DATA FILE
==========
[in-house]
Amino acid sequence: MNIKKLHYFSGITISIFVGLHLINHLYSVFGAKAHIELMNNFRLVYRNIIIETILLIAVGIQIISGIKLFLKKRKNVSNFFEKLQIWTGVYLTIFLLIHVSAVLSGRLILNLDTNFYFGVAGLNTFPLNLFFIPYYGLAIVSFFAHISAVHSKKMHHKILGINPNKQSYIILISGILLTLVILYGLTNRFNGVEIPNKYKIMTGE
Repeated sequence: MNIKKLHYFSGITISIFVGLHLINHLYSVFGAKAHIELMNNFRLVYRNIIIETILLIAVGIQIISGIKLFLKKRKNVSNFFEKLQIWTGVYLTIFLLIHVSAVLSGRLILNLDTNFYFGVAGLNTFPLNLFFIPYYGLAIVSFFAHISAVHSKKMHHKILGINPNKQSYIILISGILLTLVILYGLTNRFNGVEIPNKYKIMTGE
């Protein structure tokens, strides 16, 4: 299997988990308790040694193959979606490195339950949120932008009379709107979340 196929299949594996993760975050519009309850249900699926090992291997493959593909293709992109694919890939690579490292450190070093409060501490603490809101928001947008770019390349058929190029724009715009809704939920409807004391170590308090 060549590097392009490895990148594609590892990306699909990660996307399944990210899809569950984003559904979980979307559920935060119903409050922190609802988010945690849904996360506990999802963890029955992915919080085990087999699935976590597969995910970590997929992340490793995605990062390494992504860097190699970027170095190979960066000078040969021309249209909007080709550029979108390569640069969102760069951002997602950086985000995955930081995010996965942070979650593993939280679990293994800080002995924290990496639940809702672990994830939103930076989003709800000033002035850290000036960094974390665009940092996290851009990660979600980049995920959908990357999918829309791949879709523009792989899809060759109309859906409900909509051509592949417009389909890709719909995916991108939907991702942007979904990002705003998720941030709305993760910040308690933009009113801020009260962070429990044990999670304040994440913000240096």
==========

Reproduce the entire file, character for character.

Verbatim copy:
[in-house]
Amino acid sequence: MNIKKLHYFSGITISIFVGLHLINHLYSVFGAKAHIELMNNFRLVYRNIIIETILLIAVGIQIISGIKLFLKKRKNVSNFFEKLQIWTGVYLTIFLLIHVSAVLSGRLILNLDTNFYFGVAGLNTFPLNLFFIPYYGLAIVSFFAHISAVHSKKMHHKILGINPNKQSYIILISGILLTLVILYGLTNRFNGVEIPNKYKIMTGE
Repeated sequence: MNIKKLHYFSGITISIFVGLHLINHLYSVFGAKAHIELMNNFRLVYRNIIIETILLIAVGIQIISGIKLFLKKRKNVSNFFEKLQIWTGVYLTIFLLIHVSAVLSGRLILNLDTNFYFGVAGLNTFPLNLFFIPYYGLAIVSFFAHISAVHSKKMHHKILGINPNKQSYIILISGILLTLVILYGLTNRFNGVEIPNKYKIMTGE
């Protein structure tokens, strides 16, 4: 299997988990308790040694193959979606490195339950949120932008009379709107979340 196929299949594996993760975050519009309850249900699926090992291997493959593909293709992109694919890939690579490292450190070093409060501490603490809101928001947008770019390349058929190029724009715009809704939920409807004391170590308090 060549590097392009490895990148594609590892990306699909990660996307399944990210899809569950984003559904979980979307559920935060119903409050922190609802988010945690849904996360506990999802963890029955992915919080085990087999699935976590597969995910970590997929992340490793995605990062390494992504860097190699970027170095190979960066000078040969021309249209909007080709550029979108390569640069969102760069951002997602950086985000995955930081995010996965942070979650593993939280679990293994800080002995924290990496639940809702672990994830939103930076989003709800000033002035850290000036960094974390665009940092996290851009990660979600980049995920959908990357999918829309791949879709523009792989899809060759109309859906409900909509051509592949417009389909890709719909995916991108939907991702942007979904990002705003998720941030709305993760910040308690933009009113801020009260962070429990044990999670304040994440913000240096």